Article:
Dame Judi Dench is very talented, that goes without saying. I’m not sure I’ve ever really seen her break out of her box, except in those old BBC comedies that are occasionally rerun on PBS.
Philomena is a movie that succeeds because of her, she carries the entire thing. It is another Awards-season movie that was better than I expected. Again, a very simple story, based on true events.
The movie tells the story of Philomena. As a young girl in Ireland in the 50s, she meets a charming young man at a carnival, and gives in to some carnal desires. This results in a pregnancy, and her being given over to some nuns to live, give birth, and raise the child. She makes the best of this unhappy situation until the child turned 5, then he is taken from her and given to an American couple. 45 years later, on what would have been his 50th birthday, Philomena decides to ask a journalist to help her track down her son. The journey is rewarding, disappointing, and devastating, but it’s Dench’s performance as it goes on that makes it watchable and engaging.
Philomena is directed by Stephen Frears, who had also done The Queen, Mrs. Henderson Presents, High Fidelity, Mary Reilly, and Dangerous Liasons. He does a good job with this movie, but again, it requires almost nothing from him aside from letting the actors quietly work each scene.
I personally first remember encountering Judi Dench in Shakespeare in Love, then as M in the Bond movies. She is very much a tough broad, and lightens that persona up a bit in this role to bring a maternal desperation to Philomena. Her enjoyment at experiencing the United States for the first time is sweet, and her determination to find out what happened to her son, no matter how painful the result, is wonderful.
Steve Coogan, who co-wrote this movie, plays the journalist that assist’s Philomena in her quest. He is recently sacked from his government position and seems to have lost faith in himself and the world around him. Something in Philomena’s story pulls him in, and reinvigorates his enthusiasm for telling stories.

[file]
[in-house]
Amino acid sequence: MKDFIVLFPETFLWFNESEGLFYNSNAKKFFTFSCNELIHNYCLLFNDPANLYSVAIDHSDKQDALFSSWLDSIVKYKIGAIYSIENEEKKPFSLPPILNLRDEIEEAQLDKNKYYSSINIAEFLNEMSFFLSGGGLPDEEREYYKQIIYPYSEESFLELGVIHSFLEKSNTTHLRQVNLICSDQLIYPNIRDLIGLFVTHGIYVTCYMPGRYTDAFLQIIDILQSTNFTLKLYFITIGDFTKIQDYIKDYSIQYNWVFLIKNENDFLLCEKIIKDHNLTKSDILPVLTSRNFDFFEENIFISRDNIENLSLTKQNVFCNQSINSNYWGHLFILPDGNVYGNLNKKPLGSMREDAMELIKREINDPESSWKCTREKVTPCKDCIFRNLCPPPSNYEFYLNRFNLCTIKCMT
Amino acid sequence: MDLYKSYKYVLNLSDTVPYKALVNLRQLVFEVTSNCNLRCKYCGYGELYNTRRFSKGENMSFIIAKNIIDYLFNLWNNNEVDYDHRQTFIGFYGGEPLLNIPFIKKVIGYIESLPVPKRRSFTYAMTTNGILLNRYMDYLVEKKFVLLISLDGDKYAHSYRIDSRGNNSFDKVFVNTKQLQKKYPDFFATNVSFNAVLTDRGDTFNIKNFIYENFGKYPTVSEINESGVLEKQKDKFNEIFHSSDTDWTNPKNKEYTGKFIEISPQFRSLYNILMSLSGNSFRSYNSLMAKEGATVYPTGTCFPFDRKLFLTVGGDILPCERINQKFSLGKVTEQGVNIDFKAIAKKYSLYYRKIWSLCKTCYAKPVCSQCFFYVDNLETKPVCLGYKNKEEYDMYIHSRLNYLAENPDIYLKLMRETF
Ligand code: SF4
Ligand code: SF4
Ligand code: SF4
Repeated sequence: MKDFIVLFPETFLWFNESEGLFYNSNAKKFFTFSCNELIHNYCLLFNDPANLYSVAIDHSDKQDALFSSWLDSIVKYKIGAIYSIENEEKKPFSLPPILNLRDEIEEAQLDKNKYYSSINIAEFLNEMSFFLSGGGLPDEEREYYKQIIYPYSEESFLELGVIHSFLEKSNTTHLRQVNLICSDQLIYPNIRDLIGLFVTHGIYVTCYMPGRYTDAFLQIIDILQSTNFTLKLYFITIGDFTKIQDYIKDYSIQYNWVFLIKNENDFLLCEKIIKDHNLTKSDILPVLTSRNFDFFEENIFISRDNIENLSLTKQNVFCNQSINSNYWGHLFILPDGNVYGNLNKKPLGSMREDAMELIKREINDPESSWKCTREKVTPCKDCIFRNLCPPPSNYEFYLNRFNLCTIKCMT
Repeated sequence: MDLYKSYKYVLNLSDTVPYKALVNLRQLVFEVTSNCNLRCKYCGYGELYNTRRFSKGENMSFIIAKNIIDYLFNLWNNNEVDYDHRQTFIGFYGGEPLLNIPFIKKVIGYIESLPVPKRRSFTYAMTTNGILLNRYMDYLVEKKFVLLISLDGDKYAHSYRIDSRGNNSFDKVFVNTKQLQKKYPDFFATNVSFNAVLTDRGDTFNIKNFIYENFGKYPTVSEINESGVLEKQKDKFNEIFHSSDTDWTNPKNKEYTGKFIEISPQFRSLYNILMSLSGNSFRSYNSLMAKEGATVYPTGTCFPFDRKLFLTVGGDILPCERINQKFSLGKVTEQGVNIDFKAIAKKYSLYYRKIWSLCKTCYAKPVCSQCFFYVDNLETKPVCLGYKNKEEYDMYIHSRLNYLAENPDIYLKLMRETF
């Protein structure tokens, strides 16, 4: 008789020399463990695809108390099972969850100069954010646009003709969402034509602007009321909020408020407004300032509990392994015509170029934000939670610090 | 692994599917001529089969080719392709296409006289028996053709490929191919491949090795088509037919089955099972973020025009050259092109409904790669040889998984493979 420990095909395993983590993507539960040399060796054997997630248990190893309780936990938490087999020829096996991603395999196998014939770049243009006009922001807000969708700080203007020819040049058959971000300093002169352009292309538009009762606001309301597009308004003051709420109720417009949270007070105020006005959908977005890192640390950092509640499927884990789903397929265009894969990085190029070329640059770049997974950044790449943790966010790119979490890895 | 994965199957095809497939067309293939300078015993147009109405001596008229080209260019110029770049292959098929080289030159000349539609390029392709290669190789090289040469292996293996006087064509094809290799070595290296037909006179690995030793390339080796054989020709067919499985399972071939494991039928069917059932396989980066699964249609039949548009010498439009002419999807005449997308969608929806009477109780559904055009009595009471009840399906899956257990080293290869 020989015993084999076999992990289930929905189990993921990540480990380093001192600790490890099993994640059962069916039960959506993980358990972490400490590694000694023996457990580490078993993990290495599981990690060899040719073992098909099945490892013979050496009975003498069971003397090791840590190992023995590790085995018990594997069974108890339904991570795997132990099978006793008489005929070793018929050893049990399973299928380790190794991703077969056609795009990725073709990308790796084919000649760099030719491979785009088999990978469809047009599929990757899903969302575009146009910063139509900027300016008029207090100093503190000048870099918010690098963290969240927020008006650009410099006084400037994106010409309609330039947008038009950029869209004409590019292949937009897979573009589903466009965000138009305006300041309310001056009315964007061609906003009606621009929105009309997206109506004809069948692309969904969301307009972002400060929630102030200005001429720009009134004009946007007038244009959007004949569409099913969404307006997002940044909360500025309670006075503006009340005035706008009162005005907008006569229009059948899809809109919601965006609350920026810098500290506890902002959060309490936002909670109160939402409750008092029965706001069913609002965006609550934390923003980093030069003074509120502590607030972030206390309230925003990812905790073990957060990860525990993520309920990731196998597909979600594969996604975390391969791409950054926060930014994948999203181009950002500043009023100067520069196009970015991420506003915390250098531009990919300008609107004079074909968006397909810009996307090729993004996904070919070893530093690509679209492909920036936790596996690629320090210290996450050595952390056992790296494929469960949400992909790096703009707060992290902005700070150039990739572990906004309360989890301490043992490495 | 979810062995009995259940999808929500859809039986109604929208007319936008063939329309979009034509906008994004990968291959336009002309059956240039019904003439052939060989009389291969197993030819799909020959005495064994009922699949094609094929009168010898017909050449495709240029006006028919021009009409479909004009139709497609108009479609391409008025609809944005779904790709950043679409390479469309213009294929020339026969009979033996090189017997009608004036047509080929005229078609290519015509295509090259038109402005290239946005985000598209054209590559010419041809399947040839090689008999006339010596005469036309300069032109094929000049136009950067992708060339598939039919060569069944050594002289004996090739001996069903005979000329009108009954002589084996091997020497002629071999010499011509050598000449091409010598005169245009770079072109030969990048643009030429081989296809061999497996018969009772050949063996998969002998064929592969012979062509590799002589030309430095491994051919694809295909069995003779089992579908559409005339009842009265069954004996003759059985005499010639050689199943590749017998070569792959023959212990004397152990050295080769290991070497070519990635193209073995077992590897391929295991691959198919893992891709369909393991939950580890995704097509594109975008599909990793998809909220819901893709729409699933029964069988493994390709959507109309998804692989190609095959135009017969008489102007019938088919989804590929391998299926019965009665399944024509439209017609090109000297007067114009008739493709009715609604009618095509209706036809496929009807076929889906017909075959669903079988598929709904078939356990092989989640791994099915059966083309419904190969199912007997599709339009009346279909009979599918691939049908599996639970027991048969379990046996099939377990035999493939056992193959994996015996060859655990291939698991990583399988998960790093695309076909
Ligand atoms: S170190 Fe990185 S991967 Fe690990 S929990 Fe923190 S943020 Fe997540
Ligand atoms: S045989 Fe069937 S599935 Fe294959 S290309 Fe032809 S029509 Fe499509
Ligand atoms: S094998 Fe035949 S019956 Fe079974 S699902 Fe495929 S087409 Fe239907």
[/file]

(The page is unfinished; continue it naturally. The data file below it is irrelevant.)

In reality, that’s about it cast wise. There are, of course, other actors who play the nuns, Coogan’s boss (Lady Stark), and the people that they encounter on their trip, but really, the heart and soul of this movie is Coogan and Dench, and their trip together.
The story is upsetting, and while the movie has a good end, it doesn’t really have a happy ending. I found it interesting, but it is slow, and I wouldn’t have ever seen it if it hadn’t been nominated. At least the real Philomena gets to have everyone know her story.
6 out of 10: Gained points for Phil harassing the Mexican cook in the hotel, or maybe charming him? Lost points for those nuns – man, they were evil.
Bonus Video 1: Chocolat – Dench is good in this, but so is everyone. If you haven’t seen it in a while – check it out. One of the few times I will say that the movie is better than the book.
Bonus Video 2: Shakespeare in Love – Dench was nominated for a best supporting Oscar for this movie in which she had about 15 minutes worth of scenes. Impressive.
Bonus Video 3: Cast Interviews